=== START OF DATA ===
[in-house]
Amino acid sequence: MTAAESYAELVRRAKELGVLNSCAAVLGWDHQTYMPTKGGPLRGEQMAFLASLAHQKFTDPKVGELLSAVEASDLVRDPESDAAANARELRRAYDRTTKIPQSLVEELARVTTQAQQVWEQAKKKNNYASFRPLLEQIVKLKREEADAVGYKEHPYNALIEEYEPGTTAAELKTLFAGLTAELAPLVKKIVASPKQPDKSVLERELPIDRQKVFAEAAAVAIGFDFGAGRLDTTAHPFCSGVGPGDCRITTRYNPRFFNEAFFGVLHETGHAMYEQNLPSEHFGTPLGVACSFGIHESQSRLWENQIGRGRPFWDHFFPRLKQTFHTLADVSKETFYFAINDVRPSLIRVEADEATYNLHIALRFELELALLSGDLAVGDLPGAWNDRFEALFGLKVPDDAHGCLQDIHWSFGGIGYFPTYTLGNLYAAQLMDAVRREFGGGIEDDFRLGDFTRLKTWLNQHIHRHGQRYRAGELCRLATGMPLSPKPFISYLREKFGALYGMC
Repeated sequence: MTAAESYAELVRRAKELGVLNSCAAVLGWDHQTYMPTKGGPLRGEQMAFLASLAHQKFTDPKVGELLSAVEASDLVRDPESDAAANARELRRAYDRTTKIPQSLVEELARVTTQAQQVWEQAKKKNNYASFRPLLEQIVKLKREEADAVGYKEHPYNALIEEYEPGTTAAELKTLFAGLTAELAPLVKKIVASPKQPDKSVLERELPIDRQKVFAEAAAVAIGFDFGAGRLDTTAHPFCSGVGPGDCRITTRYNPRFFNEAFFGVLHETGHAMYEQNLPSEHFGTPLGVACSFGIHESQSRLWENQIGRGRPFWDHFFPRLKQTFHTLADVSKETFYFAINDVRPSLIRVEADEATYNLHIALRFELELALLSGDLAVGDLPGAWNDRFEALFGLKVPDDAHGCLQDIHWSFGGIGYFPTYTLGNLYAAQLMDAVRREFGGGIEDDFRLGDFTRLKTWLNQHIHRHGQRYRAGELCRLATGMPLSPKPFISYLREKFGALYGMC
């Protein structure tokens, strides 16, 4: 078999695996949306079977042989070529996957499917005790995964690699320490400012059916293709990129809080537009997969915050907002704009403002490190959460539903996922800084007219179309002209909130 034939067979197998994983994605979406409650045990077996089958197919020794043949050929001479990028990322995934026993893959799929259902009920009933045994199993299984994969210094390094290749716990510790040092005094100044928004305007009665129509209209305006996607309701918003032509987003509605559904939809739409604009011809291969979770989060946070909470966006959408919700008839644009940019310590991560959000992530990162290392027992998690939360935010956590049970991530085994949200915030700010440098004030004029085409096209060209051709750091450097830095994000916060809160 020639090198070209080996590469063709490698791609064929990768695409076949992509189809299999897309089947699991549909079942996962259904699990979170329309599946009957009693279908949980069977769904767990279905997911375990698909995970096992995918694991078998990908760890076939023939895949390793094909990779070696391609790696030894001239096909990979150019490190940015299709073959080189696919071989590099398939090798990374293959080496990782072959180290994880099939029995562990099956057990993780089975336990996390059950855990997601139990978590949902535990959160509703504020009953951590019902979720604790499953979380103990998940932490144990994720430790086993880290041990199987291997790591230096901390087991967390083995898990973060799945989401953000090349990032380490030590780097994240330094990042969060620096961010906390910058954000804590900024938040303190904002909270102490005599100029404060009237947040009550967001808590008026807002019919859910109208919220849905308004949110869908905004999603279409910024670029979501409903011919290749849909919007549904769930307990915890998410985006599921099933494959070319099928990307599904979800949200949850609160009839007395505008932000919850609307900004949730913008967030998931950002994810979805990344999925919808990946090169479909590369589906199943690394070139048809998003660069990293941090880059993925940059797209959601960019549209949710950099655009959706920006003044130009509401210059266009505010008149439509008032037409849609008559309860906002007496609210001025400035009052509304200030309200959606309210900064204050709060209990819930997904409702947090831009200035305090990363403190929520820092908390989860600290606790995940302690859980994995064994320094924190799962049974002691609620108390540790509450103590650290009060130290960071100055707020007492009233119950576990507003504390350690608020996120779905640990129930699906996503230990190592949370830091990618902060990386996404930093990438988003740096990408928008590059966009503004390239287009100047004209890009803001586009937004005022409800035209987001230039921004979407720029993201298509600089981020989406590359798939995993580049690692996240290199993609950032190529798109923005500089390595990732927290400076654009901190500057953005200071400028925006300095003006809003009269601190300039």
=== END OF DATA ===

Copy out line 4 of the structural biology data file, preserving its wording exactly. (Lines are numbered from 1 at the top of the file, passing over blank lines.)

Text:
């Protein structure tokens, strides 16, 4: 078999695996949306079977042989070529996957499917005790995964690699320490400012059916293709990129809080537009997969915050907002704009403002490190959460539903996922800084007219179309002209909130 034939067979197998994983994605979406409650045990077996089958197919020794043949050929001479990028990322995934026993893959799929259902009920009933045994199993299984994969210094390094290749716990510790040092005094100044928004305007009665129509209209305006996607309701918003032509987003509605559904939809739409604009011809291969979770989060946070909470966006959408919700008839644009940019310590991560959000992530990162290392027992998690939360935010956590049970991530085994949200915030700010440098004030004029085409096209060209051709750091450097830095994000916060809160 020639090198070209080996590469063709490698791609064929990768695409076949992509189809299999897309089947699991549909079942996962259904699990979170329309599946009957009693279908949980069977769904767990279905997911375990698909995970096992995918694991078998990908760890076939023939895949390793094909990779070696391609790696030894001239096909990979150019490190940015299709073959080189696919071989590099398939090798990374293959080496990782072959180290994880099939029995562990099956057990993780089975336990996390059950855990997601139990978590949902535990959160509703504020009953951590019902979720604790499953979380103990998940932490144990994720430790086993880290041990199987291997790591230096901390087991967390083995898990973060799945989401953000090349990032380490030590780097994240330094990042969060620096961010906390910058954000804590900024938040303190904002909270102490005599100029404060009237947040009550967001808590008026807002019919859910109208919220849905308004949110869908905004999603279409910024670029979501409903011919290749849909919007549904769930307990915890998410985006599921099933494959070319099928990307599904979800949200949850609160009839007395505008932000919850609307900004949730913008967030998931950002994810979805990344999925919808990946090169479909590369589906199943690394070139048809998003660069990293941090880059993925940059797209959601960019549209949710950099655009959706920006003044130009509401210059266009505010008149439509008032037409849609008559309860906002007496609210001025400035009052509304200030309200959606309210900064204050709060209990819930997904409702947090831009200035305090990363403190929520820092908390989860600290606790995940302690859980994995064994320094924190799962049974002691609620108390540790509450103590650290009060130290960071100055707020007492009233119950576990507003504390350690608020996120779905640990129930699906996503230990190592949370830091990618902060990386996404930093990438988003740096990408928008590059966009503004390239287009100047004209890009803001586009937004005022409800035209987001230039921004979407720029993201298509600089981020989406590359798939995993580049690692996240290199993609950032190529798109923005500089390595990732927290400076654009901190500057953005200071400028925006300095003006809003009269601190300039």